John Howard Yoder points out that cultural and political implications of the cross
Here are a few quotes from one chapter in John Howard Yoder's The Politics of Jesus:
NOT MERELY MYSTICAL. “As long as [we] could stay unaware of the political/social dimension of Jesus’ ministry (which most of Christendom seems to have done quite successfully), then it was also possible to perceive the ‘in Christ’ language of the Epistles as mystical or the ‘dying with Christ’ as psychologically morbid. But if we may posit…that the apostles had and taught at least a core memory of their Lord’s earthly ministry in its blunt historicity, then centering the apostolic ethic upon the disciple’s cross evidences a substantial, binding, costly social stance.”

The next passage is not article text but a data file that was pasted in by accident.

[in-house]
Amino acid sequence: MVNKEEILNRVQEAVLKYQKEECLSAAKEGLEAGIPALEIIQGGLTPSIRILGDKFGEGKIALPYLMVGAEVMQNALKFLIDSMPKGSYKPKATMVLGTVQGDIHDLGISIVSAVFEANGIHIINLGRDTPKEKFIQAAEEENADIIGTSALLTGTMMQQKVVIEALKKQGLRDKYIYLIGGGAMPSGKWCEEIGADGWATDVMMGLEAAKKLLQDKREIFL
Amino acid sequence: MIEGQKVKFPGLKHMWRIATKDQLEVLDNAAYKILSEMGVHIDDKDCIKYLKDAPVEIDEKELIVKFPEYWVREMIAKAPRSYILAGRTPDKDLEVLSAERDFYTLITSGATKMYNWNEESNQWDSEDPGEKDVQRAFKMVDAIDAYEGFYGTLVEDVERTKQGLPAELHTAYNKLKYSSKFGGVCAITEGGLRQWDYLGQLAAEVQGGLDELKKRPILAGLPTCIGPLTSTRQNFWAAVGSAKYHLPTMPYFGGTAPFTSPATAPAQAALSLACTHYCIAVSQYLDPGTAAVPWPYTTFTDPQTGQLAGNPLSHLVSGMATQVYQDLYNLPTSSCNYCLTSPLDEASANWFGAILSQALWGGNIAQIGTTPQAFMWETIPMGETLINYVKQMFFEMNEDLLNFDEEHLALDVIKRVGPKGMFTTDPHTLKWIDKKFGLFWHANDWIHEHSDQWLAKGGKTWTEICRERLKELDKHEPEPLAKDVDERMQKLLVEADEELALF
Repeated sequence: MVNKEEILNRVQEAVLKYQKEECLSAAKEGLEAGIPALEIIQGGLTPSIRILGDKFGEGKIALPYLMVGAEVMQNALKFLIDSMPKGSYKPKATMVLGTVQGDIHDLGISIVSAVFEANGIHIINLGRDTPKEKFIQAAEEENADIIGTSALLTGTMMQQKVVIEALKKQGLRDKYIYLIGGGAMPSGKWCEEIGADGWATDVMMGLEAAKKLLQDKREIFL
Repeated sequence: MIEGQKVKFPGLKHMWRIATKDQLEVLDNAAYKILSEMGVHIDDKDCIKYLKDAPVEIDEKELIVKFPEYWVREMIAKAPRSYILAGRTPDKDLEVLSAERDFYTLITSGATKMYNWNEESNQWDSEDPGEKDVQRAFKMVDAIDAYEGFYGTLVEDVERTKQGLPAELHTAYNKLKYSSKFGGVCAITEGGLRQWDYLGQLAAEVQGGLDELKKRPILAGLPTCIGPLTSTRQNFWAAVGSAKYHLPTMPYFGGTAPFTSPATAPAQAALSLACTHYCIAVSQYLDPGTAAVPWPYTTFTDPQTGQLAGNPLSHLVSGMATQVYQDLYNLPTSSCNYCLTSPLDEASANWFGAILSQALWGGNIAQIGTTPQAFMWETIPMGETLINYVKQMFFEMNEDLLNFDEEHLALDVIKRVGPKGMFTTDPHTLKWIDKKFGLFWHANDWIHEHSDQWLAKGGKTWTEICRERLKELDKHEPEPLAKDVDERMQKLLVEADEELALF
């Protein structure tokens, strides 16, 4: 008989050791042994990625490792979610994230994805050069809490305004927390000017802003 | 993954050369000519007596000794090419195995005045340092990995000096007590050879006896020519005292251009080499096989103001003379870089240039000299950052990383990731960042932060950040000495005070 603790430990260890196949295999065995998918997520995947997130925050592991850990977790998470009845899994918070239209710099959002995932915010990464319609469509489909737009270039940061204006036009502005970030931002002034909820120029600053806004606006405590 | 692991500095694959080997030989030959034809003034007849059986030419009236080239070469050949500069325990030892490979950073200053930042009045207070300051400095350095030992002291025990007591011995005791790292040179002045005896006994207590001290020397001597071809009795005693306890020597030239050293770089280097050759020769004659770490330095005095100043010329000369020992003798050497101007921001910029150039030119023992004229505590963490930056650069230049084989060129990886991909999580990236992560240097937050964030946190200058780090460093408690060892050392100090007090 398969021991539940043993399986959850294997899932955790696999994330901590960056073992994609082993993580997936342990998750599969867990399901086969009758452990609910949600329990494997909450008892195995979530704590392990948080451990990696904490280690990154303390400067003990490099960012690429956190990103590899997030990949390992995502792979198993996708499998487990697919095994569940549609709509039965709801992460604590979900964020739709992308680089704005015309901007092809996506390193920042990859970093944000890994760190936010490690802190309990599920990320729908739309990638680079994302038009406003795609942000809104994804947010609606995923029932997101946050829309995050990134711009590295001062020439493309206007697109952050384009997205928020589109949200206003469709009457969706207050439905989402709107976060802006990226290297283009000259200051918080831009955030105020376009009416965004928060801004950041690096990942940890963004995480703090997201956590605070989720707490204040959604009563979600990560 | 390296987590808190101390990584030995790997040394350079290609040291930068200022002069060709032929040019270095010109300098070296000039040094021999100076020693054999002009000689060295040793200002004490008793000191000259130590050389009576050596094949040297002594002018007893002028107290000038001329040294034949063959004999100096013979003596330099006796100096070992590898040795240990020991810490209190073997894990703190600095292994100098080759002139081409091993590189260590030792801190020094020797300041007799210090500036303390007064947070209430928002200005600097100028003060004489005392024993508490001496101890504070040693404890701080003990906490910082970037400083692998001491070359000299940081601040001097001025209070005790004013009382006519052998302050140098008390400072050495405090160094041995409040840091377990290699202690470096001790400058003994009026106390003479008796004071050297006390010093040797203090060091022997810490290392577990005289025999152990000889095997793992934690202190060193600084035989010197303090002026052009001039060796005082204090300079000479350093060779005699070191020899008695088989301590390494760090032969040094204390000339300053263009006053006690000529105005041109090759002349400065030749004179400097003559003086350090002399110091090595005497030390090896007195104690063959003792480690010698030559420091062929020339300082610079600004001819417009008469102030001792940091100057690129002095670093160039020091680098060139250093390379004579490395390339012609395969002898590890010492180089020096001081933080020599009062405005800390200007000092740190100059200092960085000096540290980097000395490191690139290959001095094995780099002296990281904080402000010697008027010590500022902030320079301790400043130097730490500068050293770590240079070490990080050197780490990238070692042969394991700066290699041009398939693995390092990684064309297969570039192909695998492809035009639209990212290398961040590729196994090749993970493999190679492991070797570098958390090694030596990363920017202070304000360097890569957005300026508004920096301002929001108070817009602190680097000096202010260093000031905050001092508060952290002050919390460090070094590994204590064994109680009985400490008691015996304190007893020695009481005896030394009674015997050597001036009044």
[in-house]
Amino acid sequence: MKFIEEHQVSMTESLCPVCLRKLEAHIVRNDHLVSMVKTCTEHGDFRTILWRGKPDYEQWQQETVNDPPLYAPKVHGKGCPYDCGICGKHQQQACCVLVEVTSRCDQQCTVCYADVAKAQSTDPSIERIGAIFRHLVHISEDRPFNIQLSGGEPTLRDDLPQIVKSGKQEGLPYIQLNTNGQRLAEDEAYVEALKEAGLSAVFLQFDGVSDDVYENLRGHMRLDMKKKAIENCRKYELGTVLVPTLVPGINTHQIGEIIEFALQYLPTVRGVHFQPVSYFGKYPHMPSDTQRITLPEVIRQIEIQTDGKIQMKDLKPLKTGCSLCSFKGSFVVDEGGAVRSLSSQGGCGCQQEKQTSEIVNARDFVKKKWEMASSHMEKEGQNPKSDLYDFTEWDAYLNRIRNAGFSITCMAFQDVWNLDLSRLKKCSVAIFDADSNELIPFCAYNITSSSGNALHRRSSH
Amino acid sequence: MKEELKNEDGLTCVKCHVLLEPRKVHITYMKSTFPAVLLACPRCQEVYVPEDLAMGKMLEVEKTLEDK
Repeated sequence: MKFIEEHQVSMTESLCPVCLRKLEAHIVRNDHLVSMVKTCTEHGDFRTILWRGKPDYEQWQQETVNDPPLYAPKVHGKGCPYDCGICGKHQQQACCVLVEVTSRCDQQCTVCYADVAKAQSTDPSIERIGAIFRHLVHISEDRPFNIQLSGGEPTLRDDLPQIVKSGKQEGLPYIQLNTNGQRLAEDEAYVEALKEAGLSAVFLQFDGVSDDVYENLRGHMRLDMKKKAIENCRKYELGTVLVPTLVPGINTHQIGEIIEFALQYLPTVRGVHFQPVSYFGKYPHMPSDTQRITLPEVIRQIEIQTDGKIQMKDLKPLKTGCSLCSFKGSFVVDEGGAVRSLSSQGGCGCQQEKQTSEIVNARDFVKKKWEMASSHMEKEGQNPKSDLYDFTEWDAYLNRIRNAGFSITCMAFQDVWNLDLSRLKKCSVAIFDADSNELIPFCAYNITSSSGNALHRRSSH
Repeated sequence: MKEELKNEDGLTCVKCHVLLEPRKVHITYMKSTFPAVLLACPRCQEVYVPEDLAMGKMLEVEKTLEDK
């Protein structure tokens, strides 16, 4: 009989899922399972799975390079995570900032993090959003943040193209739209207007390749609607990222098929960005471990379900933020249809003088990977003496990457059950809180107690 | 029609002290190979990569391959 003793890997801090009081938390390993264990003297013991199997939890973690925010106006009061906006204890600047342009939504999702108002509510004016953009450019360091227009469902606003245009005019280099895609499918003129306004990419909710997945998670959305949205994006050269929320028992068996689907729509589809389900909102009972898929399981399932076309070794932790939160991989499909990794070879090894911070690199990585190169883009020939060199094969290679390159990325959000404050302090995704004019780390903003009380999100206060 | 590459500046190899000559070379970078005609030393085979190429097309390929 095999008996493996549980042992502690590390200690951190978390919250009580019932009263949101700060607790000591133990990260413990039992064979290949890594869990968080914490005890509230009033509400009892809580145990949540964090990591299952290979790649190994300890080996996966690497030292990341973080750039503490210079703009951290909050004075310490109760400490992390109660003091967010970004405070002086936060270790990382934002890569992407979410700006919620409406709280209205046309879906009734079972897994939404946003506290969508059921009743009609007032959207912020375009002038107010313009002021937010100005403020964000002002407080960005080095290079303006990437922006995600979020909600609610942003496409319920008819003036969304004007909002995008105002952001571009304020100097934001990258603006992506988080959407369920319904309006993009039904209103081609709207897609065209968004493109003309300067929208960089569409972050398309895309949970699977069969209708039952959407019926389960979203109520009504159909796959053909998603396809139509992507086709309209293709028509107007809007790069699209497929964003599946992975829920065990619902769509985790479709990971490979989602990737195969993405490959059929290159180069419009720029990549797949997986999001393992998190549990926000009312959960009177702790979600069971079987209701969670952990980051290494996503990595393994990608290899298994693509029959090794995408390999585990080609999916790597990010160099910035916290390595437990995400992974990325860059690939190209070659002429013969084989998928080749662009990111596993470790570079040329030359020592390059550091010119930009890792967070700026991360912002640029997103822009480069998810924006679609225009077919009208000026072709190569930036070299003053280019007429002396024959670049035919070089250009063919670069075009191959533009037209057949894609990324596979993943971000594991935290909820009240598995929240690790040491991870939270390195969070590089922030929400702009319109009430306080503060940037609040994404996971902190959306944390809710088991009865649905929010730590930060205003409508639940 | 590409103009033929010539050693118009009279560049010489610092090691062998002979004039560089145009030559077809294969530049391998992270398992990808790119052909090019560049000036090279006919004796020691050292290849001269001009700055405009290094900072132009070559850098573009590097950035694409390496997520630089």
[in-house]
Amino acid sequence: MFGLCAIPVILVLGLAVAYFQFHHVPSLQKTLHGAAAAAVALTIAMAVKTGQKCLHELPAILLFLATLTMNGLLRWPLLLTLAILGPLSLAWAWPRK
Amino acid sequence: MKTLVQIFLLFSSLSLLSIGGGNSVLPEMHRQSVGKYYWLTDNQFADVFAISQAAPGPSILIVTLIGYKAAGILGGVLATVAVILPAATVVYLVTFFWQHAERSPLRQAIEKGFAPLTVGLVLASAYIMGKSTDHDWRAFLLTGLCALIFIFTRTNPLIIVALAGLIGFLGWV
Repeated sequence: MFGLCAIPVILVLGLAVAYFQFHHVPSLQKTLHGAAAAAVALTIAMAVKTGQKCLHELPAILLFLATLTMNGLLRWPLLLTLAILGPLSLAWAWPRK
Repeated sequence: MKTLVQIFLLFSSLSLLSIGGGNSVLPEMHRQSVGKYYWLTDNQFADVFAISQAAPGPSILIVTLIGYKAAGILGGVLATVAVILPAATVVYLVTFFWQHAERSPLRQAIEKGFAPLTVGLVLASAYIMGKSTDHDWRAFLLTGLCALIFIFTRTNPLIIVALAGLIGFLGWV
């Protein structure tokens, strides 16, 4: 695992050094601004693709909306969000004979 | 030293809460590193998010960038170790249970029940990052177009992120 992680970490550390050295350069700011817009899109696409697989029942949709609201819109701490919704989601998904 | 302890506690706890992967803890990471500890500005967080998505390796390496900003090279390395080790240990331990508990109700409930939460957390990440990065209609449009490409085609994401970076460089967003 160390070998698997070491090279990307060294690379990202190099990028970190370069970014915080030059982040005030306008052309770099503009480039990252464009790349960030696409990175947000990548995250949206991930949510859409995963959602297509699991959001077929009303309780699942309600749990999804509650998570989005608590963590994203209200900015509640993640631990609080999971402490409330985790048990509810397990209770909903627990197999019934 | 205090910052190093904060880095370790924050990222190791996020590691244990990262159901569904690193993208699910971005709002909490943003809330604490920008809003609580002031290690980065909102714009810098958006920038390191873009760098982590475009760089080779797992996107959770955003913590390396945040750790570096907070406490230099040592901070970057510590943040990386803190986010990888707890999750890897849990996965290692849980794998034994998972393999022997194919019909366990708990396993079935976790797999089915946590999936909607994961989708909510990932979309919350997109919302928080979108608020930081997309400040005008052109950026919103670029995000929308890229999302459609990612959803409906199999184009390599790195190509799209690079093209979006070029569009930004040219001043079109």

CONSCIOUS OF THE COST. “The cross of Christ was not an inexplicable or chance event, which happened to strike him, like illness or accident. To accept the cross as his destiny, to move toward it and even to provoke it, when he could well have done otherwise, was Jesus’ constantly reiterated free choice; and he warns his disciples lest their embarking on the same path be less conscious of its costs.”
NO LESSER CAUSE OR CLASH. “The cross of Calvary was not a difficult family situation, not a frustration of visions of personal fulfillment, a crushing debt or nagging in-law; it was the political, legally to be expected result of a moral clash with the powers ruling his society.”
IMITATION OF CHRIST. “There is but one realm in which the concept of imitation [of Christ] holds—but there it holds in every strand of the New Testament literature and all the more strikingly by virtue of the absence of parallels in other realms: this is at the point of the concrete social meaning of the cross in relation to enmity and power. Servanthood replaces dominion, forgiveness absorbs hostility. Thus—and only thus—are we bound by New Testament thought to ‘be like Jesus.’”
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